To answer before listening—
that is folly and shame.
Strong but true words. We do this on different levels. There is the surface level in which we actually begin answering before the person has completed the question, only to find that we wrongly anticipated what the question would be. “No, that is not what I was trying to ask.”
We give unasked for answers, such as when a person is sharing a concern, and we take it upon ourselves to give solutions when all the person wanted was a listening ear. “Thank you, but I already know what to do.”
And there is the level in which a question has been asked, and we miss the target in our response. “No, you don’t understand.” And the reason we don’t understand is that we did not hear well. This might be for a number of reasons. The person did not articulate himself well, thus misleading us. But we could have dealt with that by asking good questions first that helped the person communicate better. Quite often the reason we do not hear well is that we are formulating an answer while the person is still communicating. We don’t want to be caught without a wise answer, so we begin thinking through a reply while he is still speaking.
Don’t worry about having answers. It is better not to have an answer than to have a wrong one. If you must disappointed your inquirer, it is better to disappoint by confessing that you do not know the answer, rather than to disappoint by leading the person astray and making the matter more befuddling and leading to greater shame.
But you are more likely to have a wise answer if your primary concern is to listen well. Take the time to listen. Ask good questions. Do not be in a hurry to reply. And most importantly, pray for wisdom. You will be surprised by the answers that you did not have the wisdom for but was given at the right time by the Holy Spirit.
1 Timothy 3
Here is a trustworthy saying: Whoever aspires to be an overseer desires a noble task. 2 Now the overseer is to be above reproach, faithful to his wife, temperate, self-controlled, respectable, hospitable, able to teach, 3 not given to drunkenness, not violent but gentle, not quarrelsome, not a lover of money. 4 He must manage his own family well and see that his children obey him, and he must do so in a manner worthy of full[a] respect. 5 (If anyone does not know how to manage his own family, how can he take care of God’s church?) 6 He must not be a recent convert, or he may become conceited and fall under the same judgment as the devil. 7 He must also have a good reputation with outsiders, so that he will not fall into disgrace and into the devil’s trap.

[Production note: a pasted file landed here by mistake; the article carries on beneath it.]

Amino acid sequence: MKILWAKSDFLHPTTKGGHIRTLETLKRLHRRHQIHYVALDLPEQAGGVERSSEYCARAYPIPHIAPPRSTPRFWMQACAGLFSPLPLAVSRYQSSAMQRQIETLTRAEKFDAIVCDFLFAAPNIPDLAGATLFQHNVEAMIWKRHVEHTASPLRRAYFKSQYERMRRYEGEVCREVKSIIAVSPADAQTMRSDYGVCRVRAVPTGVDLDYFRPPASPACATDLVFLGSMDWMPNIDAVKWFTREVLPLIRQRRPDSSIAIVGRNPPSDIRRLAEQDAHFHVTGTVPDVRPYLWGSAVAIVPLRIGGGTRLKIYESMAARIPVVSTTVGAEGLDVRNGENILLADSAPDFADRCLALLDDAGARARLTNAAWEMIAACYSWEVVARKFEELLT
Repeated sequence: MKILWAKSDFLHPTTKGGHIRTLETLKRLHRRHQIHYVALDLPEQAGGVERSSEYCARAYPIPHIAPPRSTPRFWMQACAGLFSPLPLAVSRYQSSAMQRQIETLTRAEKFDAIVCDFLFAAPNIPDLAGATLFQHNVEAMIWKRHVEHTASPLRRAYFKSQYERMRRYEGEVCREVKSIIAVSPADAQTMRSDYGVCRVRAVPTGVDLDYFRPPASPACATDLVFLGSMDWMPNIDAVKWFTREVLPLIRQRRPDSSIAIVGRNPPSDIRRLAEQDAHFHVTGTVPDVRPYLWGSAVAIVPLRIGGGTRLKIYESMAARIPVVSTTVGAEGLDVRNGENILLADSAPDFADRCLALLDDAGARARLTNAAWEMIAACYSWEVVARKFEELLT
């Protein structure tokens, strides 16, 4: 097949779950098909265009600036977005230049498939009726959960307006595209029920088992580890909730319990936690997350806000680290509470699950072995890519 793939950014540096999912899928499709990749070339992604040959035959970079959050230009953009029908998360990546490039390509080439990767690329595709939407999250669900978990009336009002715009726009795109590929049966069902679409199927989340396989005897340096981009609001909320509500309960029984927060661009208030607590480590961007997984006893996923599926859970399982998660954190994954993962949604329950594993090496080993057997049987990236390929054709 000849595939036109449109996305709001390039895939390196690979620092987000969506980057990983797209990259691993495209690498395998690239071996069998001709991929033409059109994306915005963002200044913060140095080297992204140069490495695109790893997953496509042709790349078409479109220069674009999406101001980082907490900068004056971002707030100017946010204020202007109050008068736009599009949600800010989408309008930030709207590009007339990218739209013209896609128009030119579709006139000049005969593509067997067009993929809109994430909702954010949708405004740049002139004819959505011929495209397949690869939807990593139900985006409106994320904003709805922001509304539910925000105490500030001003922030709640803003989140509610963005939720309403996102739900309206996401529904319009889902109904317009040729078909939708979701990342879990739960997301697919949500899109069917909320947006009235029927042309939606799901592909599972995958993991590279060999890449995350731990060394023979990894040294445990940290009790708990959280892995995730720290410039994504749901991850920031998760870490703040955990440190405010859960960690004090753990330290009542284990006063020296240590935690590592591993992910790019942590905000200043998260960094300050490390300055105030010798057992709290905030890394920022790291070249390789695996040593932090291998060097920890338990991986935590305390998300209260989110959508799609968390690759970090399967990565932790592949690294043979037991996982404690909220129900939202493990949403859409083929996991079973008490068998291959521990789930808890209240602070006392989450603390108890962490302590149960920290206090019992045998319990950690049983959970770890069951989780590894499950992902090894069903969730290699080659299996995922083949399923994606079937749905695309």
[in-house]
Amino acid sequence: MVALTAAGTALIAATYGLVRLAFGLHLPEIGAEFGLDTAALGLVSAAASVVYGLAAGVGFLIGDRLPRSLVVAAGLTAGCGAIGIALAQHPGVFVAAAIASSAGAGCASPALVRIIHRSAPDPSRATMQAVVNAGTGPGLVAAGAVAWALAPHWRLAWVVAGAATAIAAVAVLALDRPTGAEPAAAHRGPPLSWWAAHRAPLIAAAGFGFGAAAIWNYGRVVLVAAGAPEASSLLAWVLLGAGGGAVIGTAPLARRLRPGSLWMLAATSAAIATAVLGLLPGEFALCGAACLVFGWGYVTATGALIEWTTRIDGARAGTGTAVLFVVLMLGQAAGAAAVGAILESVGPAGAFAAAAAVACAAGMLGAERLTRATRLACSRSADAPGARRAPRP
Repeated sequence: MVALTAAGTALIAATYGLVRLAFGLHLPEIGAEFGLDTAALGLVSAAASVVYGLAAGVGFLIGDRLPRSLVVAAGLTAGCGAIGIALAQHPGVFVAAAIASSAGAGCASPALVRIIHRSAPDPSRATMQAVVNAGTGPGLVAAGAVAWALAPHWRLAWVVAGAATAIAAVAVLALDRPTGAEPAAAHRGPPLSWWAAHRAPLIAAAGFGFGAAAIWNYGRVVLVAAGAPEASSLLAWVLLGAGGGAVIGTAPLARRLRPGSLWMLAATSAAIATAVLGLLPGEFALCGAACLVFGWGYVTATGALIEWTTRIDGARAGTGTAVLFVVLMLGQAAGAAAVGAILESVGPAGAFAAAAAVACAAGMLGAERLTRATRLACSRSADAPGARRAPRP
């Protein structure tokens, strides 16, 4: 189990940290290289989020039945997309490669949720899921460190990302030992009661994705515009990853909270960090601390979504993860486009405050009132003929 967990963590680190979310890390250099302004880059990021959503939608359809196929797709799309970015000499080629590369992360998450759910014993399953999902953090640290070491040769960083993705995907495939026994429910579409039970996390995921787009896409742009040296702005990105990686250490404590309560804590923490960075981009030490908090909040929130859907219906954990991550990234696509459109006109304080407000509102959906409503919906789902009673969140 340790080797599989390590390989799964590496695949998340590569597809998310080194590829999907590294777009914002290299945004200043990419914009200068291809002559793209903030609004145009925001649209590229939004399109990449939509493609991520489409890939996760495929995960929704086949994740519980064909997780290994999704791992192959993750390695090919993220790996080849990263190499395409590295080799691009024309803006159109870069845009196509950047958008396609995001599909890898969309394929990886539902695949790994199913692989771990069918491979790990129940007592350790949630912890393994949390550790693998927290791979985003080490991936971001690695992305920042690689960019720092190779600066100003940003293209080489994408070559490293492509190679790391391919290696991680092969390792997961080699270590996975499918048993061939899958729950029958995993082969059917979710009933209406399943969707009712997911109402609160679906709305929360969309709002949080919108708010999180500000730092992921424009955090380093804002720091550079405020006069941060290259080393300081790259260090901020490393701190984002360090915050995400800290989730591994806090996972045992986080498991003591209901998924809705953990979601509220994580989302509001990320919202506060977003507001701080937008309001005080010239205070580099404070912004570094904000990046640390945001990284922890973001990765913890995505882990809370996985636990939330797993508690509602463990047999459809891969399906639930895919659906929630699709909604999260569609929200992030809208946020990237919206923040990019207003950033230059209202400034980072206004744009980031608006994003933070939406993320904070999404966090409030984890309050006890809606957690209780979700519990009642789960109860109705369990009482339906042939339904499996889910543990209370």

8 In the same way, deacons[b] are to be worthy of respect, sincere, not indulging in much wine, and not pursuing dishonest gain. 9 They must keep hold of the deep truths of the faith with a clear conscience. 10 They must first be tested; and then if there is nothing against them, let them serve as deacons.
11 In the same way, the women[c] are to be worthy of respect, not malicious talkers but temperate and trustworthy in everything.
12 A deacon must be faithful to his wife and must manage his children and his household well. 13 Those who have served well gain an excellent standing and great assurance in their faith in Christ Jesus.
Reasons for Paul’s Instructions
14 Although I hope to come to you soon, I am writing you these instructions so that, 15 if I am delayed, you will know how people ought to conduct themselves in God’s household, which is the church of the living God, the pillar and foundation of the truth. 16 Beyond all question, the mystery from which true godliness springs is great:
He appeared in the flesh,
was vindicated by the Spirit,[d]
was seen by angels,
was preached among the nations,
was believed on in the world,
was taken up in glory.